The history of the Bois du Cazier coal mining site dates back to a 1822 concession, in which a transcription error caused the name of the location to be changed from the correct Bois de Cazier.
The mine originally had two shafts reaching 765 metres (2,510 ft) and 1,035 metres (3,396 ft) deep. A third was added (“the Foraky shaft”) in the Fifties. In those days the mine produced every year over 170 thousand tonnes of coal and employed nearly 800 workers, most of them foreigners and coming mainly from Italy.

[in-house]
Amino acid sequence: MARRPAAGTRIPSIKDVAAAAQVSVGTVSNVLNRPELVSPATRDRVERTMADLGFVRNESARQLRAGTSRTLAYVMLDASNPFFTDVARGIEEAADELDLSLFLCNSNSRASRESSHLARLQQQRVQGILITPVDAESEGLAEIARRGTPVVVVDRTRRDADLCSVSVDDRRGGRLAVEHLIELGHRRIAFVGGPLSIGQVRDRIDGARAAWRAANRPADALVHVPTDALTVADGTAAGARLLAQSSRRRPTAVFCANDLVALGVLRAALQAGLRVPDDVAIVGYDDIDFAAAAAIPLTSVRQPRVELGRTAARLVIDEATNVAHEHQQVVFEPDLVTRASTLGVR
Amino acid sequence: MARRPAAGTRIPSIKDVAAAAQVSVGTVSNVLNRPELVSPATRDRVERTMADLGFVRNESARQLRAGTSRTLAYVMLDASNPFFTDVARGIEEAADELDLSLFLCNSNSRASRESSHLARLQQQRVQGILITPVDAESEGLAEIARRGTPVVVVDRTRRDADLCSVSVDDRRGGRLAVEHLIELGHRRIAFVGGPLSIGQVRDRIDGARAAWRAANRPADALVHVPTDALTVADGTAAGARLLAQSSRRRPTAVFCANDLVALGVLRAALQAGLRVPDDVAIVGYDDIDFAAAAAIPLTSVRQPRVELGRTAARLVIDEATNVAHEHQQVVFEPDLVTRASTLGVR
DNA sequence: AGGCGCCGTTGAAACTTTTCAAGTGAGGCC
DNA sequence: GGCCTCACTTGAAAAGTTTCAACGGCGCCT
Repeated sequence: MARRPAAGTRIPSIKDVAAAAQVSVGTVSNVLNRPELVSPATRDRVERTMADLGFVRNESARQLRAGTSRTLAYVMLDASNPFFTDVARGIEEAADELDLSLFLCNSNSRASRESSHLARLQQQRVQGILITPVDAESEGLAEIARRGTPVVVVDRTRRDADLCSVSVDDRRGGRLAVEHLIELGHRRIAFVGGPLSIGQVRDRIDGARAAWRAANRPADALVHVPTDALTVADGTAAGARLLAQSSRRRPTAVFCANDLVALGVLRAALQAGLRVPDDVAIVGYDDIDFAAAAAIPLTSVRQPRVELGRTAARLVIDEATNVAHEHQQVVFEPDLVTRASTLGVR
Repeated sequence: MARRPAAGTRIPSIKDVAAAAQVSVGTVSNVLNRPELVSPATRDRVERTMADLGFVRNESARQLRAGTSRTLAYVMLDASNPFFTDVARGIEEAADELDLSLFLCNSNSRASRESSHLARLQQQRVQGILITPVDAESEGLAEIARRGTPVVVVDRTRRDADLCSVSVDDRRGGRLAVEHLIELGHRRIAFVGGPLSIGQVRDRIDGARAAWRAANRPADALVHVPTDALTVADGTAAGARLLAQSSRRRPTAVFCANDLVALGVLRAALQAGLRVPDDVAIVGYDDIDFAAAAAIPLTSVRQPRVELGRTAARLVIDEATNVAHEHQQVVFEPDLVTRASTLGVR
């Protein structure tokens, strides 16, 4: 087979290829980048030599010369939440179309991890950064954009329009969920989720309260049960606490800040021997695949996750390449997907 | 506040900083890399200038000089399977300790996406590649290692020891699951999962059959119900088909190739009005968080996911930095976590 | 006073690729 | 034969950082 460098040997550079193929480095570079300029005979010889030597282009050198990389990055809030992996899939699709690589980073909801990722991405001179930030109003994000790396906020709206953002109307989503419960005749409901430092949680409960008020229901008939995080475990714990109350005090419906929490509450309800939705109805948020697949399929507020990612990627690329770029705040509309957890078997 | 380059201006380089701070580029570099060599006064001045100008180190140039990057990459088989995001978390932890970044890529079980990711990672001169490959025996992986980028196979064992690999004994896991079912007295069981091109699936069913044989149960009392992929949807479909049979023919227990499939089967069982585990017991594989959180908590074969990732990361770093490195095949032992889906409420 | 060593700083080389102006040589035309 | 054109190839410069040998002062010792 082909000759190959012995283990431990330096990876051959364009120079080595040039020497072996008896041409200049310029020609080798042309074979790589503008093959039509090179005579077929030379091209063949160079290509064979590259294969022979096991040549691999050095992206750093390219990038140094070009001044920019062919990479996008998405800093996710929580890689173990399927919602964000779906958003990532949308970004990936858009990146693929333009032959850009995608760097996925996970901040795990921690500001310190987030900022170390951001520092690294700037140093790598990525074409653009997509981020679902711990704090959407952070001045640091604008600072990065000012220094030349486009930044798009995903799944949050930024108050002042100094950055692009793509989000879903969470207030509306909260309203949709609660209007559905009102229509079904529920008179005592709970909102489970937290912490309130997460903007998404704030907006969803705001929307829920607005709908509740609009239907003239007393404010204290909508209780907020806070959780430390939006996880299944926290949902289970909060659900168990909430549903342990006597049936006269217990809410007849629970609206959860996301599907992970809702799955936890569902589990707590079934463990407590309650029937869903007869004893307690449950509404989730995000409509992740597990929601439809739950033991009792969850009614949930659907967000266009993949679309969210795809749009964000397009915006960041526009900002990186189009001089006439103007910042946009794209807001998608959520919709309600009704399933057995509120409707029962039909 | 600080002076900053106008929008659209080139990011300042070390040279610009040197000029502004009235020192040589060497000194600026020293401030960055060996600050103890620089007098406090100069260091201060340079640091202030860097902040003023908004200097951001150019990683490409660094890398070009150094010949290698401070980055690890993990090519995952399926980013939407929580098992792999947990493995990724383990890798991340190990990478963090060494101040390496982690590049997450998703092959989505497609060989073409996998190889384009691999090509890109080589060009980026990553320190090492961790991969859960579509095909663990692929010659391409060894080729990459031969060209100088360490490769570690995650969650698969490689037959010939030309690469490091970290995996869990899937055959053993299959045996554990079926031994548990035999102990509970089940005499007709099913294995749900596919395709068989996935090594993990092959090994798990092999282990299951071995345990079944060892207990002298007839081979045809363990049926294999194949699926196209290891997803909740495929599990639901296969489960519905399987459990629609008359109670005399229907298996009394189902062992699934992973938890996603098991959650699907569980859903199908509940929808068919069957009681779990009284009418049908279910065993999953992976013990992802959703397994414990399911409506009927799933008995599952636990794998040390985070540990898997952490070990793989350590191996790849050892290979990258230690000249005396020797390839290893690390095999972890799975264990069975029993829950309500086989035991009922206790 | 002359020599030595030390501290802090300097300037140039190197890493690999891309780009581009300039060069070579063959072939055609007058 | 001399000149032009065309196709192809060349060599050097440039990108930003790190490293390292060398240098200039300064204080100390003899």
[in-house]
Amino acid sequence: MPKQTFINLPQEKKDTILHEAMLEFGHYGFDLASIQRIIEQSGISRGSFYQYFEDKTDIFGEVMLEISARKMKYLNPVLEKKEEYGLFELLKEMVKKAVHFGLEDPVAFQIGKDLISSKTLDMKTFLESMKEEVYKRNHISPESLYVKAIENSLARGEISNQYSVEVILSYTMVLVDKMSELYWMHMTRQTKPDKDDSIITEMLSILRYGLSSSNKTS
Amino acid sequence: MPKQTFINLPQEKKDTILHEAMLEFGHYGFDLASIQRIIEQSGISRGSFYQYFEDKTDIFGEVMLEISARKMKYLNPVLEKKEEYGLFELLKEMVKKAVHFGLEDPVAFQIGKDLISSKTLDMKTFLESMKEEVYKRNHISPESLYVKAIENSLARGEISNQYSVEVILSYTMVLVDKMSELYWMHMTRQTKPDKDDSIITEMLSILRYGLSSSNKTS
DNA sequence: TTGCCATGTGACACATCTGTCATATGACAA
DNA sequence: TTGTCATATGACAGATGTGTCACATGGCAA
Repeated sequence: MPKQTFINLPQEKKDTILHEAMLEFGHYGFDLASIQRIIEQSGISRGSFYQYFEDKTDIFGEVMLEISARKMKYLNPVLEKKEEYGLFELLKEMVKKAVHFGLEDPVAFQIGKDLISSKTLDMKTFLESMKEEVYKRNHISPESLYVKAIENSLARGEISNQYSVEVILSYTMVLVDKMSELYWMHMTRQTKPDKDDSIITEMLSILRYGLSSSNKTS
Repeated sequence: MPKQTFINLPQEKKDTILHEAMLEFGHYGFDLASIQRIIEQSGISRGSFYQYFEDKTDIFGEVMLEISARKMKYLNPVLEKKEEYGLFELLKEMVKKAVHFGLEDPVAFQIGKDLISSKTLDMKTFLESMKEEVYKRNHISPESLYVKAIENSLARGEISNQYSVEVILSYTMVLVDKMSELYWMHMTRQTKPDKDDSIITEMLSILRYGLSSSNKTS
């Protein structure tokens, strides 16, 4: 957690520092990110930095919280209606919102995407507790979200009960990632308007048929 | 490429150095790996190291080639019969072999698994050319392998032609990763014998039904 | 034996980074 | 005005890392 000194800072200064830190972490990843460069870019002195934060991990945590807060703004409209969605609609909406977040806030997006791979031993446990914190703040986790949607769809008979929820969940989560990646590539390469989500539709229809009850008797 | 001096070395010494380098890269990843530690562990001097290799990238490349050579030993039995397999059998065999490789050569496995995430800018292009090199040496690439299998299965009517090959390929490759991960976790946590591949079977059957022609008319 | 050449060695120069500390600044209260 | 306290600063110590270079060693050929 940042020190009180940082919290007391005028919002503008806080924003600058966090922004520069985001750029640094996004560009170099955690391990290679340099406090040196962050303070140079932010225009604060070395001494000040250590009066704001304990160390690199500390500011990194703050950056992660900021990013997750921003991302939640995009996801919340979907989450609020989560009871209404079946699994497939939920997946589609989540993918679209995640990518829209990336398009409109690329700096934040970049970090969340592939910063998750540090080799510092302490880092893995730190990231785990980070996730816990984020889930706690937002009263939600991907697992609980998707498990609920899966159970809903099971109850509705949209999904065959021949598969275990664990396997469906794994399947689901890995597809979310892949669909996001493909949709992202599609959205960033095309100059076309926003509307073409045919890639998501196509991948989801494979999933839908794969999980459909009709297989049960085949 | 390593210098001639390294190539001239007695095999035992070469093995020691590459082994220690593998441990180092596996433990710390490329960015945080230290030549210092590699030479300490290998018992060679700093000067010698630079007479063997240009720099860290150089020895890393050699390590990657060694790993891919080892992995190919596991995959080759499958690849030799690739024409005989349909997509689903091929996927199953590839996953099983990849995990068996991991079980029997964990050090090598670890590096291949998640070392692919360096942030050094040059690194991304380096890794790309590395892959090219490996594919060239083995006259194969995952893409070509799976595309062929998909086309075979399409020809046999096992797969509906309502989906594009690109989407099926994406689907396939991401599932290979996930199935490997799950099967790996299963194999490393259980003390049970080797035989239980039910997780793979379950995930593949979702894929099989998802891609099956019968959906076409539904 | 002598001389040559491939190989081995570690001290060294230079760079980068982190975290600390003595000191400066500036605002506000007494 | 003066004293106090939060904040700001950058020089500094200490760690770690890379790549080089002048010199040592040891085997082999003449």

In August 1956 262 miners of 12 different countries were killed in the Bois du Cazier. A European tragedy, mainly Italian – 136 miners were immigrant from Italy. Those deaths forced the revision of all mining safety regulations in Europe.
The mine closed in December 1967. Now it is listed as a UNESCO World Heritage Site.